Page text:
Piracy poses a significant threat to shipping in the Arabian Sea and other major shipping routes around the world such as the Straits of Malacca. The economic cost of piracy and the taking of merchant marine ships have necessitated a rise in insurance premiums for shipping companies and clients. Some shipping companies have engaged private security companies to have armed protection teams onboard their ships. These issues raise the costs of merchant shipping and affect the viability of sea transport. Ships sailing to and from Gwadar and Karachi will be at risk of pirates who operate across a wide region, if maritime security is not at its optimum.
The Pakistan Navy is already very experienced in international maritime security. It has for some time played an important and highly regarded role in two important Task Forces as part of the Maritime Security Operations that protect the Arabian Sea. Combined Task Force 150 (CTF-150) is a multinational coalition naval task force that works under a 25-nation coalition of the Combined Maritime Forces. Based in Bahrain it was established to monitor, inspect, board, and stop suspect shipping as a response in the “Global War on Terrorism” in the Arabian Sea, the Horn of Africa region, and to support maritime operations in the Indian Ocean.
Established in 2009, the Combined Task Force 151 (CTF-151) is also a multinational Naval Task Force set up to combat piracy attacks in the Gulf of Aden and off the eastern coast of Somalia. Its mission is to disrupt piracy and armed robbery at sea and to engage with regional and other partners to build capacity and capabilities to protect global maritime commerce and secure freedom of navigation. It operates in conjunction with the EU’s Operation Atalanta and Nato’s Operation Ocean Shield. At times, the Pakistan Navy has taken its turn in leading the Task Forces. According to my international defence sources, Pakistan’s leadership was very highly regarded, as has been its overall participation. However, this has had little publicity here in Pakistan.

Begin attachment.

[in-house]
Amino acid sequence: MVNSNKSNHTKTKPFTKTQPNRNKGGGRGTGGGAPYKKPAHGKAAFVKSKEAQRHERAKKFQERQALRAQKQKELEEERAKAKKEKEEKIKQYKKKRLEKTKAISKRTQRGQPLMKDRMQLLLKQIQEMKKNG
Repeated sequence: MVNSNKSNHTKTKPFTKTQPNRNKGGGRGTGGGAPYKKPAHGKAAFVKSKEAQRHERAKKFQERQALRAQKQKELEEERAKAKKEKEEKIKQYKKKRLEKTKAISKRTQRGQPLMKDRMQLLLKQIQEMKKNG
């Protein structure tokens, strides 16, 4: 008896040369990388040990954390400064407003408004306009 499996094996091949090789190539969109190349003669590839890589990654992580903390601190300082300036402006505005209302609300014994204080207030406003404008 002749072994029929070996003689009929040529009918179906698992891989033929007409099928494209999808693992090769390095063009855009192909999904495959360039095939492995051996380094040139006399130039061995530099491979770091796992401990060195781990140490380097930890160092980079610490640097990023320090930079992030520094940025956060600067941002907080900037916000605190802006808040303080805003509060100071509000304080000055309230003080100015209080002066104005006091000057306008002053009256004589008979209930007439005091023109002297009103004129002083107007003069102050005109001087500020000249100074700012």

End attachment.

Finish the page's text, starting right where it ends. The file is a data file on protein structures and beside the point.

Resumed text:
The substantial experience gained from participation in these Task Forces will stand the Navy well in its role to provide maritime security for the CPEC. This new role could be transformative for the Navy in Pakistan through drawing greater attention to their role and the need for greater budgetary support for future requirements, which will need to be addressed in terms of ships, equipment and possibly manpower.
Maritime exercises are being conducted with the Chinese Navy, which also has a strong interest in the maritime security of CPEC and to protect the massive investment. This will further enhance the Pakistan Navy’s capabilities and extend its relationships with foreign maritime forces beyond the existing Task Force commitments.
There is however, a significant issue which must be addressed. The Navy receives only a very small percentage of the Defence budget. This must be increased to meet the future needs of the nation’s maritime security in an increasingly unstable region. New ships are expensive but required to expand the protection of maritime borders and the CPEC maritime route in territorial waters, as well as maintain commitments to other regional maritime security operations. The CPEC is a long-term project. It will take years to be fully operational and effective and to realise the full benefits for Pakistan and China as the investor and partner. New ships and equipment take time to procure so now is the time to start the process and this begins with larger budget allocations to facilitate procurement.
If the CPEC is to truly fulfil its potential and become the new ‘Silk Road’, and provide Pakistan with broader economic opportunities, then the country must also invest in its own future. Maritime operations and security must take their place as a critical component to be included in all discussions and decision-making considerations, and the Navy must be fully equipped and resourced to meet the future requirements of a successful and secure nation state.